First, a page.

Holiday requirements add stress

Looking for love– Sophomore Emma Franklin searches the accumulation of Valentine’s gifts in the office after third period on Feb. 14. The day was filled with lists of names being called to the office because a delivery was made for them.


The thought of getting a gift on Valentine’s Day might make most people smile. Unfortunately, this holiday isn’t all love and laughter. It’s also the holiday of heartbreak and pressure.

  “I’m bitter about Valentine’s Day,” sophomore Rani Allain said. “I’m forever alone.”

  Single people loathe Valentine’s Day. One reason is that, in their minds, it is simply a pointless holiday.

  “It’s unnecessary,” freshman Drew Vest said. “Couples should love each other and celebrate it all the time.”

  Some people like Valentine’s Day for the sweets.

  “I like to buy the candy,” senior Abi Avitia Lopez said, “but I don’t celebrate Valentine’s Day.”

  For “single pringles” the day goes much differently than it does for lovers. 

  “I celebrate Valentine’s Day with family,” sophomore Linda Giesbrecht said. “We do little things to show how much we love each other.”

  Even people with a relationship are pressured by the requirements of the holiday. 

   “I don’t like Valentine’s Day,” senior Jordan Matthews said. “It’s a day for girls to make themselves feel special because they like feeling special.”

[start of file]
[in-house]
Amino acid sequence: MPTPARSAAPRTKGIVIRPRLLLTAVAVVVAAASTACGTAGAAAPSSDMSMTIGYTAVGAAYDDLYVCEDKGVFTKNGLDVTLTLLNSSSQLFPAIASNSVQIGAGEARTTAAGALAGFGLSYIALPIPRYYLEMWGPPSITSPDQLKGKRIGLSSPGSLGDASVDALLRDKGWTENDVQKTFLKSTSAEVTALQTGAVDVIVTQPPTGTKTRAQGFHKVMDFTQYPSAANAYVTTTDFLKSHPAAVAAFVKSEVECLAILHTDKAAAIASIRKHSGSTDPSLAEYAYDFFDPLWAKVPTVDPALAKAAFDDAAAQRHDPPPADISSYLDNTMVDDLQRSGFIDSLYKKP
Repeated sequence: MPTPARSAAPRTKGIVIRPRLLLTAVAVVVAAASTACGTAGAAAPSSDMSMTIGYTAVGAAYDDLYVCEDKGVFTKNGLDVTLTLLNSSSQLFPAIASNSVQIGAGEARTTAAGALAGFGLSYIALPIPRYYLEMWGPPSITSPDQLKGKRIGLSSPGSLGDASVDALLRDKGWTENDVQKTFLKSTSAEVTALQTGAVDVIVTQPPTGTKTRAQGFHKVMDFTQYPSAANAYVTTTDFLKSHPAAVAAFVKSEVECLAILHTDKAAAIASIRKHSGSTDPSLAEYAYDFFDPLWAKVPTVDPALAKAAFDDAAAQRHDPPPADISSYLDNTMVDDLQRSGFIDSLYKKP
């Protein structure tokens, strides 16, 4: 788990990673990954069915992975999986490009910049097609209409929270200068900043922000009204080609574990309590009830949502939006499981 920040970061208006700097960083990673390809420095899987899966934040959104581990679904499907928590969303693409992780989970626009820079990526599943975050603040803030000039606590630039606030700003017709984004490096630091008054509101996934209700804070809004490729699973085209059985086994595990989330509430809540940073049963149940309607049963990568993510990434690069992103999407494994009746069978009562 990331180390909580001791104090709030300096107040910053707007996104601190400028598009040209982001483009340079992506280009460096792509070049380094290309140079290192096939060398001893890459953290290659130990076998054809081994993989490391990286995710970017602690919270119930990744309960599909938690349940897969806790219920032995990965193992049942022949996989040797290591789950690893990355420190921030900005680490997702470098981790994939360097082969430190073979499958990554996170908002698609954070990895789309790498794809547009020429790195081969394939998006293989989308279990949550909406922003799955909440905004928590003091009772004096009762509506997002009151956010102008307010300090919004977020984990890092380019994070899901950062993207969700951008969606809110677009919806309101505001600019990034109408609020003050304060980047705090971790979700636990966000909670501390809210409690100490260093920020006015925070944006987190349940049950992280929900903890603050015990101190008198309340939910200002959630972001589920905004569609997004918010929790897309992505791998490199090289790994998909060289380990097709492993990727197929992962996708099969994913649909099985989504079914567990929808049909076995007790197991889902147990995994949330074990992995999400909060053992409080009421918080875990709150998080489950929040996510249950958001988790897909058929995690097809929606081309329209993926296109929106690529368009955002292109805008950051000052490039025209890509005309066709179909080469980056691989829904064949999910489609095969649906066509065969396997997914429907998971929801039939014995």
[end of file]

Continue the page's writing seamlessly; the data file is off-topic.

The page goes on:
Not only do guys feel pressured by getting “the right” gift for their significant other, but they are also faced with pretending to like things that females pick out for them. 

  “I would want my gift to be something that is small but valuable to me,” sophomore Justyn Sales said. “I wouldn’t want to be bombarded with massive gifts or flowers.”

  Often males say they’re embarrassed to pick up certain types of gifts from the office. 

  “I wouldn’t want a big ole teddy bear,” junior Gus Jurado said. “It’s something a guy should get a girl.”

  Often the abuse from “the guys” over a “girly” present isn’t worth the anguish of picking it up in the office.

  “I wouldn’t want anything huge like any six foot tall teddy bears,” sophomore Joshua Sendejo said. “Something like a card or a little basket would be nice.”

  Although, if a guy didn’t have a significant other, he might be okay with any gift as long as it came with a girlfriend.

  “I would take that teddy bear,” senior Matthew Neufeld said. “I would walk around with pride.”

  Whether looking for love, maintaining love or dealing with the commercialization of the event, pressure is a big part of Valentine’s Day, and everyone experiences this feeling to some degree in his or her quest to be loved.